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Learn How to Replace a Car Fuse

How to Replace a Car Fuse

In your car, the electrical system ties everything together, including the engine controller, power windows, interior/exterior lighting, audio-visual system and alarms. If one of these systems ceases to function without warning, your first stop should be the fuse box. Once you’ve identified which fuse is blown, you’ll need to learn how to replace a car fuse.

What Is a Fuse Box?

The location of the fuse box may vary depending on the vehicle’s make and model. In many automobiles, the fuse boxes are located in the engine bay or beneath the dash, so check your car’s manual to find its exact location.

Car fuse

Fuse boxes are essentially hubs that distribute electricity. To protect the wiring, a fuse sits between the main bus line and the component — the brake lights, for instance. Under normal conditions, the fuse allows electricity to flow from the battery to the brake light switch, which, when depressed, sends that electricity to the brake light bulbs.

On the other hand, what if one day your brake lights cease to function? Your first step should be to check the fuse. Once you’ve located the box, the appropriate fuse should be clearly marked “Brake,” or something similar. If in doubt, turn to the owner’s manual, which will point you to exactly which fuse feeds the brake lights.

How to Test and Replace a Car Fuse

Unlike copper and aluminum wiring, fuses are made from a softer metal. In case of a short circuit, the softer metal in the fuse heats up faster than copper wiring would, causing the fuse to melt and cut off electrical flow through the circuit. Without this protection, a short circuit could easily overheat the copper wiring and cause substantial collateral damage or result in a fire. Testing the health of a car fuse typically requires no more than a visual inspection or testing with an in-block fuse tester.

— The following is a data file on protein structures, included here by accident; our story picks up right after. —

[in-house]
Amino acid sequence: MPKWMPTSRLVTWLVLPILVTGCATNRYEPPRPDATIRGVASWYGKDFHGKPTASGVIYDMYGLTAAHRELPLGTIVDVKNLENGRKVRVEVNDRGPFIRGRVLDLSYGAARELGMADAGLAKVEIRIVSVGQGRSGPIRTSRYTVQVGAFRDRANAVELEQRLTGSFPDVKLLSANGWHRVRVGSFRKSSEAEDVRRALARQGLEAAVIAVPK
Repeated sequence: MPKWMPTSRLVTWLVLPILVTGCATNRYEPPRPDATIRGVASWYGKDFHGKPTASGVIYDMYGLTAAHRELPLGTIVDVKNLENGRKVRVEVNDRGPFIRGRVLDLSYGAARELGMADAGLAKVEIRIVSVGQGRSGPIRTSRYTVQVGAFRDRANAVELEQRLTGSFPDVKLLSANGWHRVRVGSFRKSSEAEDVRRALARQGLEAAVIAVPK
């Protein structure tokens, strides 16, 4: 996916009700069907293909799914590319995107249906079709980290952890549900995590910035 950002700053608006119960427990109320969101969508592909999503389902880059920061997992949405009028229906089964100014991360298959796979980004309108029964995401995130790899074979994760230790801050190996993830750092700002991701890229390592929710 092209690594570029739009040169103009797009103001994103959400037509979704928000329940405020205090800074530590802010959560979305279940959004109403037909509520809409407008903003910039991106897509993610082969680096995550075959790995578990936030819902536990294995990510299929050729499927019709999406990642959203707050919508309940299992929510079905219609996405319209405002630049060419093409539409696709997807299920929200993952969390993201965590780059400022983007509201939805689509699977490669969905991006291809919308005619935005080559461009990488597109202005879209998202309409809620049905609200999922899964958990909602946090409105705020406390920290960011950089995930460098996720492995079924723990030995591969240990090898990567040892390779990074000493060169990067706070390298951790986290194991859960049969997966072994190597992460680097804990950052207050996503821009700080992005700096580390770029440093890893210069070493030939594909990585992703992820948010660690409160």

Most fuse boxes come with a fuse puller, a small plastic tool to remove and install fuses. You could use a pair of needle-nose pliers, but you risk causing a short circuit or — in the case of older, glass fuses — breaking the fuse before you get a chance to inspect it.

Remove the fuse and hold it up to the light. The small filament should be continuous from one side to the other. If the filament is melted, it means that something overheated the circuit. If in doubt, use a multi-meter to check for continuity across the two terminals. If the fuse has burned out, simply insert a new fuse of the proper amperage rating in the slot. Your car’s manual contains information about proper amperage for each slot.

Know Your Amperage

What if the fuse burns out again as soon as you insert it, turn the car on or step on the brake? Do not replace the fuse with one of a higher amperage rating. For example, if the brake light fuse is rated for 10 amps (A), do not replace it with a 15 A or 20 A version. If the fuse blows, this means that there is something wrong with the circuit and the fuse is protecting the wiring as intended. Further diagnosis will be necessary to determine the cause of the problem so you can fix it properly to prevent damage to the wiring and the rest of your car.

Check out all the ignition & electrical parts available on NAPA Online or trust one of our 17,000 NAPA AutoCare locations for routine maintenance and repairs. For more information on how to replace a car fuse, chat with a knowledgeable expert at your local NAPA AUTO PARTS store.

Image courtesy of Flickr

Benjamin Jerew View All

Ben has been taking things apart since he was 5, and putting them back together again since he was 8. After dabbling in DIY repairs at home and on the farm, he found his calling in the CGCC Automobile Repair program. After he held his ASE CMAT for 10 years, Ben decided he needed a change. Now, he writes on automotive topics across the web and around the world, including new automotive technology, transportation legislation, emissions, fuel economy and auto repair.

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